Attacks, appeals intensify 2 days before local elections

By Korea Herald
  • Published : Jun 2, 2014 - 21:19
  • Updated : Jun 2, 2014 - 21:48
The two main political parties are intensifying appeals to the public and attacks against each other in the last leg of campaigns before Wednesday’s local elections.

The ruling Saenuri Party is pushing “national innovation” and shoring up President Park Geun-hye’s plans to appeal to voters.

Since the campaign period began on May 22, ruling party candidates across the nation have claimed that voting for them would be “saving the president” against the opposition bloc.

With the Sewol ferry tragedy tipping the scales against conservatives, ruling party heavyweights have been providing supporting fire in closely contested areas.

Rep. Kim Moo-sung, a five-term lawmaker with his sights on party leadership, took to the streets in a one-man campaign pleading for support. 

On Monday, Kim stood on a street corner in Busan holding up a placard signed with his name asking for support and promising to do his best.

“Give President Park Geun-hye and the Saenuri Party the power to go ahead with grand innovation of the nation and to eradicate the evils that have accumulated within the bureaucracy over the decades,” Kim said in a press conference calling for voters’ support for Saenuri Party Busan mayor candidate Suh Byung-soo.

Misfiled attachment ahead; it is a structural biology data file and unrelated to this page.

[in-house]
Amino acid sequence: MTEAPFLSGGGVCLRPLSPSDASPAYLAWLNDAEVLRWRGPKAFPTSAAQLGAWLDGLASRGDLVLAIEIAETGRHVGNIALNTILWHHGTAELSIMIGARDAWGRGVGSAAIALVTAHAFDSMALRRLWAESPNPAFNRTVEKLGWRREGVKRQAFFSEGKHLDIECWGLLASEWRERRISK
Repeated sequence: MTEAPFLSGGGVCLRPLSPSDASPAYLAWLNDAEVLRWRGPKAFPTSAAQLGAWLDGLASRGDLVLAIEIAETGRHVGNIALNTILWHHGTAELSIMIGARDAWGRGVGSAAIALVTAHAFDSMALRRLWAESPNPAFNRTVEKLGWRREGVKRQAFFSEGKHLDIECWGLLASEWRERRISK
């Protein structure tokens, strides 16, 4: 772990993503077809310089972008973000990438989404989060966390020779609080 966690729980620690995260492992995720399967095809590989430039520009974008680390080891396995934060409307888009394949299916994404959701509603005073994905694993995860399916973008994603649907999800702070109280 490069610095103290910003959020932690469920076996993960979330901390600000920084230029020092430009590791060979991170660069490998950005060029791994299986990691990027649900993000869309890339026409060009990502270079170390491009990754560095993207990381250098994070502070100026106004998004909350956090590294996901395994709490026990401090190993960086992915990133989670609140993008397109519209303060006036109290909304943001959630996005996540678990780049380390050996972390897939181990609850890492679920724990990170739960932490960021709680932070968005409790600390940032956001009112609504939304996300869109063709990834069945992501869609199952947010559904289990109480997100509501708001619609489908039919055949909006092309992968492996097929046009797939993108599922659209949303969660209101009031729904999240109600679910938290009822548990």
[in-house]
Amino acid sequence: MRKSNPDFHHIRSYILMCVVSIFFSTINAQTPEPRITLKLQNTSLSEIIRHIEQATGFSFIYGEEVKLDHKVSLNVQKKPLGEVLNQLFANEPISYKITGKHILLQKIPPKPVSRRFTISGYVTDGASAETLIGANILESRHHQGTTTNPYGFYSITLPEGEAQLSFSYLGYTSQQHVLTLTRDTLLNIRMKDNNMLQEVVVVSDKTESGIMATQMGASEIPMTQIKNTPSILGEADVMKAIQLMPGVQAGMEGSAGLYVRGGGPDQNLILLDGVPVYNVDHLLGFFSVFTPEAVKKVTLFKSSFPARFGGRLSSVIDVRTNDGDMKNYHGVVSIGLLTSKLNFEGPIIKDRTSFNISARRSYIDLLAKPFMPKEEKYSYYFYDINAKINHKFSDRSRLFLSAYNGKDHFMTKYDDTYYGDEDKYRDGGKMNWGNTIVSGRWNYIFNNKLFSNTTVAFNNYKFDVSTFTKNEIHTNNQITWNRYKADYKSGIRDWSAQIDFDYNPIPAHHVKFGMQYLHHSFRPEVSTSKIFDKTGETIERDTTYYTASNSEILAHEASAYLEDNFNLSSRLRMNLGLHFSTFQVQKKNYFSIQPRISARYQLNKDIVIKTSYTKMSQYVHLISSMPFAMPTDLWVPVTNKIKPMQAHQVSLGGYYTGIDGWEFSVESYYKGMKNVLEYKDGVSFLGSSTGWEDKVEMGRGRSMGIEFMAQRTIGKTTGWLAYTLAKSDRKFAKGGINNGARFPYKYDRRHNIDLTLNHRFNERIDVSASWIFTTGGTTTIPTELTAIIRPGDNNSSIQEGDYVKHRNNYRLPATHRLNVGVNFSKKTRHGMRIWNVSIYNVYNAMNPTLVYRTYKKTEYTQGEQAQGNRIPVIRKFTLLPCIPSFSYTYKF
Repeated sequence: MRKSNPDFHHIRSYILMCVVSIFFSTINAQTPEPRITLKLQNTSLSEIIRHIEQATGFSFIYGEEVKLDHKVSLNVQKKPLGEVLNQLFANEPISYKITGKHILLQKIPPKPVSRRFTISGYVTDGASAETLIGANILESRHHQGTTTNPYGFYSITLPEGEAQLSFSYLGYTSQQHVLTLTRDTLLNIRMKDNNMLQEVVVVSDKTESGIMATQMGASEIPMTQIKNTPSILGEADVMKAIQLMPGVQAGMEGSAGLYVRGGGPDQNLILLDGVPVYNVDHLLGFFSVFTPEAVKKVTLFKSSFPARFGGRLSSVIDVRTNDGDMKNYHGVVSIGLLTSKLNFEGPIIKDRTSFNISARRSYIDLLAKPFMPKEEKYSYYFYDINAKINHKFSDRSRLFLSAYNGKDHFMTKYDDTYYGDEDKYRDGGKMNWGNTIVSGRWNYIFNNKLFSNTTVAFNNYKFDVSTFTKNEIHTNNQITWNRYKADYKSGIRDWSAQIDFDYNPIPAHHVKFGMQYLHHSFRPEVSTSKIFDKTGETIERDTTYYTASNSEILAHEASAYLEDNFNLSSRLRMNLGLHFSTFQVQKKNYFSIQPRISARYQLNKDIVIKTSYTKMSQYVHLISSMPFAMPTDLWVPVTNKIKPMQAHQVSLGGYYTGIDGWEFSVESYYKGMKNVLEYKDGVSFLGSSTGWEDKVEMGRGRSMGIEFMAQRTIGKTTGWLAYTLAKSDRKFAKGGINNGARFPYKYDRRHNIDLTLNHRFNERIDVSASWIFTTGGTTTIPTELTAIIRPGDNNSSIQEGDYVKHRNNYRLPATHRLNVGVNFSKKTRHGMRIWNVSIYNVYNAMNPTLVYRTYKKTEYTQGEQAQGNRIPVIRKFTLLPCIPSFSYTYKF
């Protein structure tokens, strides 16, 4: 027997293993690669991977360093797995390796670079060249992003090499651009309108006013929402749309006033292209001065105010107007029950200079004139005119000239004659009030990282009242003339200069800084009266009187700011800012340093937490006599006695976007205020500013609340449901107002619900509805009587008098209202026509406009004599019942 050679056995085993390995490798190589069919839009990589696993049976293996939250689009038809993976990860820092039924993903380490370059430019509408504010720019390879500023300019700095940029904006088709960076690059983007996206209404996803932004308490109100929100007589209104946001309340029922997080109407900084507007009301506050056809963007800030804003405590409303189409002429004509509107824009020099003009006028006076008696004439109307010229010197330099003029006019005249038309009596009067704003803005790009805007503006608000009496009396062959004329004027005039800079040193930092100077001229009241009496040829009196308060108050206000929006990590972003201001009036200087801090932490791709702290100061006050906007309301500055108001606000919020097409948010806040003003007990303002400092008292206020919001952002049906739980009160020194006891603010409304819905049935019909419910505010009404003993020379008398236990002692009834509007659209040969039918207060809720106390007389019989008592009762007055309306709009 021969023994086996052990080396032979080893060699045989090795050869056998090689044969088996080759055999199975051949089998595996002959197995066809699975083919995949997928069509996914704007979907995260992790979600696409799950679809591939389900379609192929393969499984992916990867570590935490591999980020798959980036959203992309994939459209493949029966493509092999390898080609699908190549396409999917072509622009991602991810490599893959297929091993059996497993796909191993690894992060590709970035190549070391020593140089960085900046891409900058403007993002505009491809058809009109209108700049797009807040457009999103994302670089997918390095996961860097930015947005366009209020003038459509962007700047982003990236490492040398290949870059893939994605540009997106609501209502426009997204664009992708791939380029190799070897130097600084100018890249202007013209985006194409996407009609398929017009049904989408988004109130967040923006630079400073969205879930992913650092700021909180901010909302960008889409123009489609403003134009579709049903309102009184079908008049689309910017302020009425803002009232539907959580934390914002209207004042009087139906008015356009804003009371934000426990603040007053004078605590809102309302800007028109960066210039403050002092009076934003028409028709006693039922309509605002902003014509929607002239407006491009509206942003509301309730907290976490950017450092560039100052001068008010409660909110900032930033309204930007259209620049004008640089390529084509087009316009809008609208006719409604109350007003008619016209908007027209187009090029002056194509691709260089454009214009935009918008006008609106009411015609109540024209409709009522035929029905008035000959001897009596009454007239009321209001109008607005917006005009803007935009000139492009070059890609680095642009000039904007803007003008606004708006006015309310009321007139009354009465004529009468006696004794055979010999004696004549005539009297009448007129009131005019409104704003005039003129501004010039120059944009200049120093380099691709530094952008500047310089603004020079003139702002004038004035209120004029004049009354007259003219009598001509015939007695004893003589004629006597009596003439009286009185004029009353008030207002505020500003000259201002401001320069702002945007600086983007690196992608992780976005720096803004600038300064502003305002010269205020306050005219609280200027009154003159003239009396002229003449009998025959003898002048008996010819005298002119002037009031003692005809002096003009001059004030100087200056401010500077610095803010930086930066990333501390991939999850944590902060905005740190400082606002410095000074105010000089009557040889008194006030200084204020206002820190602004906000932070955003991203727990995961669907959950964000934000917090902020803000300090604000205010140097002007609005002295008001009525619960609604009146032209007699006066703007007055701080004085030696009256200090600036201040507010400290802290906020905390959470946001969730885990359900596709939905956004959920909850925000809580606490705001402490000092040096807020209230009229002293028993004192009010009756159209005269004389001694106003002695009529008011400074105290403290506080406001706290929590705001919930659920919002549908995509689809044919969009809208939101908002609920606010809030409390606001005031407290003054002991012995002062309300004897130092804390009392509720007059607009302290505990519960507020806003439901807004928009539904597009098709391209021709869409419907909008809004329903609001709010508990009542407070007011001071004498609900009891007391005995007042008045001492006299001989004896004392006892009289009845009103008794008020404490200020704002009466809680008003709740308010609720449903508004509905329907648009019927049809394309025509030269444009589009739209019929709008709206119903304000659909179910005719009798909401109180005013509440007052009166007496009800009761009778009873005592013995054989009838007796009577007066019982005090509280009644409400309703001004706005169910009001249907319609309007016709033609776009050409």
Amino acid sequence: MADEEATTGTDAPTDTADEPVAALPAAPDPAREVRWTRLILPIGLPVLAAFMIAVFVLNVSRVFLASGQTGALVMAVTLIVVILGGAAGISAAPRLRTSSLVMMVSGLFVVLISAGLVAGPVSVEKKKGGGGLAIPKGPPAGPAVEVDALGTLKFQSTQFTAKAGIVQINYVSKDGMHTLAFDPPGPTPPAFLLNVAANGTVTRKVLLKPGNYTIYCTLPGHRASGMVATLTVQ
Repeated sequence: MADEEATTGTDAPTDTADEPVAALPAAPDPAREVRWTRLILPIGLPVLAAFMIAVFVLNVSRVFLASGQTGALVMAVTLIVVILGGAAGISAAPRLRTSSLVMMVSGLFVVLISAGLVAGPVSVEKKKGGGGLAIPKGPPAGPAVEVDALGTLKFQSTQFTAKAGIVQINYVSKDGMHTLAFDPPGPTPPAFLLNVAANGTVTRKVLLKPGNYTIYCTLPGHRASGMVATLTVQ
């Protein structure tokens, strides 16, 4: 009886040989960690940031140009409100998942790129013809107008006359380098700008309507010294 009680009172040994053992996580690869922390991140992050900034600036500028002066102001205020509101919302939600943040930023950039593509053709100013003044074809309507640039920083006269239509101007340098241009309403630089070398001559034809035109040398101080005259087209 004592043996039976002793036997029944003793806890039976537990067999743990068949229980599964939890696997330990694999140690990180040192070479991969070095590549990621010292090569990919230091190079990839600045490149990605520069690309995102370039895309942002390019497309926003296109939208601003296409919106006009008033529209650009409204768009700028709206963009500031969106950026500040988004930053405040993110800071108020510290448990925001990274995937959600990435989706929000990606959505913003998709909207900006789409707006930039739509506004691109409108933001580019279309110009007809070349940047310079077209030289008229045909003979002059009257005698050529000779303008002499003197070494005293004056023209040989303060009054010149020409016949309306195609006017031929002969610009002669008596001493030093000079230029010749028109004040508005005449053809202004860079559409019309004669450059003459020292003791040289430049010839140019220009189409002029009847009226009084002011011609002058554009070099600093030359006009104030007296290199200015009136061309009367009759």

Officials from the National Election Commission’s Incheon branch office check an automated ballot counter at a gym in the city on Monday. (Yonhap)

Although Busan is traditionally a conservative stronghold, independent Oh Keo-don is giving Suh a close chase.

In addition, the ruling party has brought out the tried and tested weapon of accusing the opposition bloc of collusion.

“The public clearly remembers the coalition among parties of different ideologies formed during the 2012 general elections,” Saenuri Party spokesperson Rep. Min Hyun-joo said.

Saying that the opposition bloc’s alliance enabled Rep. Lee Seok-ki to gain a parliamentary seat, Min accused the main opposition of repeating “underhanded collusion.”

In 2012, the defunct Democratic Party formed a pan-progressive alliance with the minor opposition Unified Progressive Party, enabling the UPP to gain parliamentary seats.

Lee is currently on trial for allegedly planning a revolt, while the Constitutional Court is reviewing the constitutionality of the UPP. The main opposition New Politics Alliance for Democracy, for its part, is concentrating on the idea of passing judgment on the government for its incompetence.

“We will fight the greed and selfishness in ourselves, and the government’s incompetence, and the irresponsibility of the Saenuri Party that wants to protect the president not the public,” NPAD co-chairman Rep. Kim Han-gil said.

The NPAD also honed in on the confusion surrounding the operations of the special parliamentary committee on the Sewol disaster. Although the committee’s operations were to begin with a visit to Jindo Island, South Jeolla Province, on Monday, apparent miscommunication between the two parties resulted in only NPAD members making the trip.

“(I) cannot erase the image that the Saenuri Party is ultimately concerned only about the negative impact the tragedy has on the local elections,” NPAD floor spokesman Rep. Park Beom-kye said.

“The people say that they will not forget the Sewol disaster, the Saenuri Party has effectively admitted its inner thoughts of ‘we want to forget.’”

By Choi He-suk (